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Friday, 30 July 2010

I will survive

So, with a leap of faith, I've decided to take on board the challenge of starting up this blog (as inspired by a very dear friend) and coincidentally, my starting subject is very much in line with her entry for today entitled 'A Heavy One' - whilst very unfortunate, it is very apt.

Please bear with me on this one.

Today as I sit at my desk (yes I am aware I should be working!), I'm aware that is becoming increasingly difficult to ignore the fact that today should have been my last day - before starting my maternity leave.

2010 had begun a beautiful year. After some real trials and tests, I was able to tell my partner (who will be named 'Beau' from now on), the day before his birthday, that we were expecting. Of course, apprehensions were present initially but all of that quickly subsided as excitement began to take over and for me, the excitement intensified as I got closer and closer to the date of the first scan. Attending a baby show the day before (yes ladies - I had to practically bribe Beau to attend!) made me feel even closer to this little newcomer who was reason for such happiness and feeling of contentment in my life.

Unfortunately, our excitement was to be very short lived.

Me & Beau met up and headed straight to our scan. Bubah was most certainly there (and not just in my imagination, many 1st time mother's at that 3-month stage will understand what I mean!!) punching and kicking and generally looking quite content. Beau reckoned that Bubah had his head shape (tough!) but I thought it was mine (intelligent!), as we continued watching and smiling at the monitor. The longer that time passed, we realised that something was wrong; the repeated tests, the number of doctors and consultants coming in and the additional test for a closer look.

Beau had been re-parking the car at the exact moment the news was delivered to me by what must've been the 5th consultant who had reviewed the images - Bubah had Spina Bifida.

The condition is caused by the failure of the neural tube to close during the first month of embryonic development. If the opening is large enough, this allows a portion of the spinal cord to protrude through the opening in the bones. There are better case scenarios whereby the area can be surgically closed after birth but unfortunately, Bubah's was extreme and unrepairable. It would mean that his quality of life would be very poor with limited chances of survival after birth. So what do we do??? Within an hour, my whole world was now crushed, dark and worthless.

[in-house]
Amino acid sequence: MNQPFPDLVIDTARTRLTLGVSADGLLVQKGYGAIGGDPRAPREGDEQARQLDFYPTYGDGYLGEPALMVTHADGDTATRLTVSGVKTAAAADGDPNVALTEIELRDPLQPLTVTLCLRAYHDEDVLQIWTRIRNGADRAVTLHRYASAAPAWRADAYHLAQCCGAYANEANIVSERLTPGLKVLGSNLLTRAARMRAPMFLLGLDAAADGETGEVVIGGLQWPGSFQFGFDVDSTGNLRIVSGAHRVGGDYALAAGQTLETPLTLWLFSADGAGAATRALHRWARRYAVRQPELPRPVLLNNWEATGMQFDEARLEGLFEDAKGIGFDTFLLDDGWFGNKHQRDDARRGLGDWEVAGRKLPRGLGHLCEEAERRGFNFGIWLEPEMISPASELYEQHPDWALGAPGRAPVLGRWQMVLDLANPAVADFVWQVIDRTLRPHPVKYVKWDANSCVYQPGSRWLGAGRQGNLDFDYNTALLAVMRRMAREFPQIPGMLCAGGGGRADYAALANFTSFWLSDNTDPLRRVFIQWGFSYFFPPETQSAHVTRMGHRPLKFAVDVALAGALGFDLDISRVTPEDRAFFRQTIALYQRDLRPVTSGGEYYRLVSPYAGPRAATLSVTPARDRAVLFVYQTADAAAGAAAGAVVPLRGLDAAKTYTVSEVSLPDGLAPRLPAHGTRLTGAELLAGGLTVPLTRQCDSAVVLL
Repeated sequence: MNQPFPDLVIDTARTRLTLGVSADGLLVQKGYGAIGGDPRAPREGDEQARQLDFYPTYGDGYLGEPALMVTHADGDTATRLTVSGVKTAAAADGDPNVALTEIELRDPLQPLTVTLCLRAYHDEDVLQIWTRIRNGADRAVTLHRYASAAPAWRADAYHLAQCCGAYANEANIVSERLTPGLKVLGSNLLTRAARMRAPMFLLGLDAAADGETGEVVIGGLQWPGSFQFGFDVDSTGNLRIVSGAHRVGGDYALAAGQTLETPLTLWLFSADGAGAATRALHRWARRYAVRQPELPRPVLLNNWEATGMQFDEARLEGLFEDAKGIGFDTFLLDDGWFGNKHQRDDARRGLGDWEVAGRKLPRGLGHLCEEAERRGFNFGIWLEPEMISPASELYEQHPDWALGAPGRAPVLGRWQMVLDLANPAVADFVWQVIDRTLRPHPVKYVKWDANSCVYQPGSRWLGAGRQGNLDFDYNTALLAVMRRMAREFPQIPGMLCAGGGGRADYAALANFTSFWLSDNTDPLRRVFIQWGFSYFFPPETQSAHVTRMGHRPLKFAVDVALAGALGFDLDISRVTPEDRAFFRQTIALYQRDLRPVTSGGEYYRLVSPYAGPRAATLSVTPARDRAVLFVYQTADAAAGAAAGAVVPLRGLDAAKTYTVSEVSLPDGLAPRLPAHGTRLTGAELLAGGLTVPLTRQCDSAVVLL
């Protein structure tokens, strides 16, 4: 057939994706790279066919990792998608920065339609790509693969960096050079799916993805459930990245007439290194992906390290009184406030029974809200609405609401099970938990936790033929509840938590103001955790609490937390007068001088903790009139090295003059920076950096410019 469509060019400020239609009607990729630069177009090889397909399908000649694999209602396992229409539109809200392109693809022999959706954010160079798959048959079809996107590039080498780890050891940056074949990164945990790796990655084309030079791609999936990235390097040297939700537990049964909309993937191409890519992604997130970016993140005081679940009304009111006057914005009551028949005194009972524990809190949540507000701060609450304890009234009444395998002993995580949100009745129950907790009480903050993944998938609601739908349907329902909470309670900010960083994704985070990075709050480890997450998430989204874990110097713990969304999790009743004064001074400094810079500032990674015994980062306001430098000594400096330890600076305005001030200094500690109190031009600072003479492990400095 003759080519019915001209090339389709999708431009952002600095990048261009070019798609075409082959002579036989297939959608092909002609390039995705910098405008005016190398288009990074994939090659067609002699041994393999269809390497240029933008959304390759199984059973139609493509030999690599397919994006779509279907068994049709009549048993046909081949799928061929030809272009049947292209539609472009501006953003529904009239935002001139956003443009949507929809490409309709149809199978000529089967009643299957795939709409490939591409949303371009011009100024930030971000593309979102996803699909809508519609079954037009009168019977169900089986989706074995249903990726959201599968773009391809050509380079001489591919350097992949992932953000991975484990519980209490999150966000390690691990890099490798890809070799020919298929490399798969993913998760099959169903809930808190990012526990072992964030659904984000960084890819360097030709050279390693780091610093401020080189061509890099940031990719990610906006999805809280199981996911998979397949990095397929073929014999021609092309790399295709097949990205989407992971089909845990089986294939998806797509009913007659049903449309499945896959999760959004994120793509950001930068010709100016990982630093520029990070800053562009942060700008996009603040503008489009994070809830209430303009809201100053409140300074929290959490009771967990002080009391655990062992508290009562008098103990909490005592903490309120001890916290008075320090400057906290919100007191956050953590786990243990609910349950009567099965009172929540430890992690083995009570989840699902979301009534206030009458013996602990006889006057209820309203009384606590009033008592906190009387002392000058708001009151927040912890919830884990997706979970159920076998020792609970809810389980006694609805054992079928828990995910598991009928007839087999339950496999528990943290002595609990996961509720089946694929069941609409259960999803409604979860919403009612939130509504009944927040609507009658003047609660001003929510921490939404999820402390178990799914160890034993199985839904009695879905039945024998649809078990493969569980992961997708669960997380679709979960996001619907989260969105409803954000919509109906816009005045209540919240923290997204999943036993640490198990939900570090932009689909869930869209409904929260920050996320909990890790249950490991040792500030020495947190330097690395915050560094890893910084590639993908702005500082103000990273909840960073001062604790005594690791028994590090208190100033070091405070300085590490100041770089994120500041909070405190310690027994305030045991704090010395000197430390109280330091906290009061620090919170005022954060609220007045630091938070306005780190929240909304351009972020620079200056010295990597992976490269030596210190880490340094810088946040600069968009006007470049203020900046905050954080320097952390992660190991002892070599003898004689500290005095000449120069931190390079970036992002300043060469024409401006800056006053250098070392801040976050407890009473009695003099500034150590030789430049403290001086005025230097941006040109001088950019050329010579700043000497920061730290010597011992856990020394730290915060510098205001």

With birds tweeting and the sun shining, Jayden Terry-Reece Anglin was born 7 March 2010 at 01.30am already having been taken by angels to the Lord. My lil man would never see his proud mummy and daddy.

Nothing in this life of mine has been as hard as having to go through this. It's difficult to articulate the depths of all my emotions - guilt, anger, remorse, regret, and all the shoulda/woulda/coulda's that came into affect and is still present, and communicating this to your other half who, in his own way, is also grieving is no easy task. The difficulties throughout this time are even more emphasised when you come along people (pregnant), places (hospitals/doctors), dates (1 month, 2 month, EDD etc) and things (purchases from the baby show) that bring these emotions to the forefront once again, and just when you thought you had moved on astage or two. Today, for me, is one of those days - knowing that the end of the audits I've been facilitating at work was meant to coincide with the end of my duties and an employee and the start of a new set duties as an expectant mother. Physically, my body may be 'healed' and 'readjusted' but mentally and emotionally, I am still on the 40-week timeline.

My apologies for such an emotional start to my blog, but for me to bypass the most significant experience in my life at present and start off with idle chitter chattery (trust me, loads of that to come), would not make this blog true to me. See, what I'm trying to reiterate in my mind is the knowledge that even though the days leading up to and shortly after the terrible time were simply horrific; I survived. From certain days where just waking up was a chore/challenge; I survived. From the 'Groundhog Day', physical feeling of heartache that I'm still surviving; I am keeping faith that I will survive today and the days to come. I ache so much and would do anything for Jayden to be in my arms when he was due to be in less than a month from now, but I know that in the arms of The Lord and his Guardian Angels, he's more content than any of us could ever aspire to be in this world.

He felt/feels no pain, no struggles, no grief - but only the love of his mummy and daddy amplified through Jesus. I know that however hard it has been or will get, I know at least that . . .

I will survive - just like he did.

1 comment:

  1. Wow, that was indeed powerful and from experiencing a loss, its very hard and just as you said hard to just get up and get through the day, however the one thing that got me through and continues to do so is my Lord and Saviour... wonderful start.

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